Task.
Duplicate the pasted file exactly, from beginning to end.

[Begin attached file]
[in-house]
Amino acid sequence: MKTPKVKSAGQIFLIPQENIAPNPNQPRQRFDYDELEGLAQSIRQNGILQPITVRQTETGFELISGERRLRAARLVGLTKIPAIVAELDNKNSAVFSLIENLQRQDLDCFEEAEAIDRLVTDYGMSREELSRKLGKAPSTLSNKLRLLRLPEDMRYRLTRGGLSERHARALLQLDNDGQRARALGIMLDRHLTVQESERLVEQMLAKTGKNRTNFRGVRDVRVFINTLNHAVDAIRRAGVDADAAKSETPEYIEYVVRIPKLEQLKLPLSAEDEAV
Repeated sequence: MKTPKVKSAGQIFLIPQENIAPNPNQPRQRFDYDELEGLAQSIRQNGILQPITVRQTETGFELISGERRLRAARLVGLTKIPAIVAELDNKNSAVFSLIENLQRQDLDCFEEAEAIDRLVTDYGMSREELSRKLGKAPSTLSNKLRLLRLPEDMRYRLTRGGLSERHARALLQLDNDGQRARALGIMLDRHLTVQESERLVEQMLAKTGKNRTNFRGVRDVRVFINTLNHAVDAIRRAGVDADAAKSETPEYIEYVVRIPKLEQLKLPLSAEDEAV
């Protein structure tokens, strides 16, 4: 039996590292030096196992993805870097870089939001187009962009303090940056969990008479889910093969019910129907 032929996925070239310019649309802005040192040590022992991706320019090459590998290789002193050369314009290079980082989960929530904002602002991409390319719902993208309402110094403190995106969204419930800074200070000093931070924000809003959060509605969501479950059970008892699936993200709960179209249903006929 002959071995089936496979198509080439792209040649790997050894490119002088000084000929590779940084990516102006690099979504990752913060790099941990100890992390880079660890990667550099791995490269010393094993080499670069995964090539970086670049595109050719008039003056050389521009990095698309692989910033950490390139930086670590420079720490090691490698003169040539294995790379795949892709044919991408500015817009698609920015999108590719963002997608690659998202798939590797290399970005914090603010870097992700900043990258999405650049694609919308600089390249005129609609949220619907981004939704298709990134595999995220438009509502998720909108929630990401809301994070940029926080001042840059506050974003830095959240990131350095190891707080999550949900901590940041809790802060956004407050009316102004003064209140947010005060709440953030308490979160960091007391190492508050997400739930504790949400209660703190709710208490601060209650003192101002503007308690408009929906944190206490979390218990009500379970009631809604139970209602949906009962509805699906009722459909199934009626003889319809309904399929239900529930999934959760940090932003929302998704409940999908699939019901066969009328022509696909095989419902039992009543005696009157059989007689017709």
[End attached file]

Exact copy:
[in-house]
Amino acid sequence: MKTPKVKSAGQIFLIPQENIAPNPNQPRQRFDYDELEGLAQSIRQNGILQPITVRQTETGFELISGERRLRAARLVGLTKIPAIVAELDNKNSAVFSLIENLQRQDLDCFEEAEAIDRLVTDYGMSREELSRKLGKAPSTLSNKLRLLRLPEDMRYRLTRGGLSERHARALLQLDNDGQRARALGIMLDRHLTVQESERLVEQMLAKTGKNRTNFRGVRDVRVFINTLNHAVDAIRRAGVDADAAKSETPEYIEYVVRIPKLEQLKLPLSAEDEAV
Repeated sequence: MKTPKVKSAGQIFLIPQENIAPNPNQPRQRFDYDELEGLAQSIRQNGILQPITVRQTETGFELISGERRLRAARLVGLTKIPAIVAELDNKNSAVFSLIENLQRQDLDCFEEAEAIDRLVTDYGMSREELSRKLGKAPSTLSNKLRLLRLPEDMRYRLTRGGLSERHARALLQLDNDGQRARALGIMLDRHLTVQESERLVEQMLAKTGKNRTNFRGVRDVRVFINTLNHAVDAIRRAGVDADAAKSETPEYIEYVVRIPKLEQLKLPLSAEDEAV
């Protein structure tokens, strides 16, 4: 039996590292030096196992993805870097870089939001187009962009303090940056969990008479889910093969019910129907 032929996925070239310019649309802005040192040590022992991706320019090459590998290789002193050369314009290079980082989960929530904002602002991409390319719902993208309402110094403190995106969204419930800074200070000093931070924000809003959060509605969501479950059970008892699936993200709960179209249903006929 002959071995089936496979198509080439792209040649790997050894490119002088000084000929590779940084990516102006690099979504990752913060790099941990100890992390880079660890990667550099791995490269010393094993080499670069995964090539970086670049595109050719008039003056050389521009990095698309692989910033950490390139930086670590420079720490090691490698003169040539294995790379795949892709044919991408500015817009698609920015999108590719963002997608690659998202798939590797290399970005914090603010870097992700900043990258999405650049694609919308600089390249005129609609949220619907981004939704298709990134595999995220438009509502998720909108929630990401809301994070940029926080001042840059506050974003830095959240990131350095190891707080999550949900901590940041809790802060956004407050009316102004003064209140947010005060709440953030308490979160960091007391190492508050997400739930504790949400209660703190709710208490601060209650003192101002503007308690408009929906944190206490979390218990009500379970009631809604139970209602949906009962509805699906009722459909199934009626003889319809309904399929239900529930999934959760940090932003929302998704409940999908699939019901066969009328022509696909095989419902039992009543005696009157059989007689017709």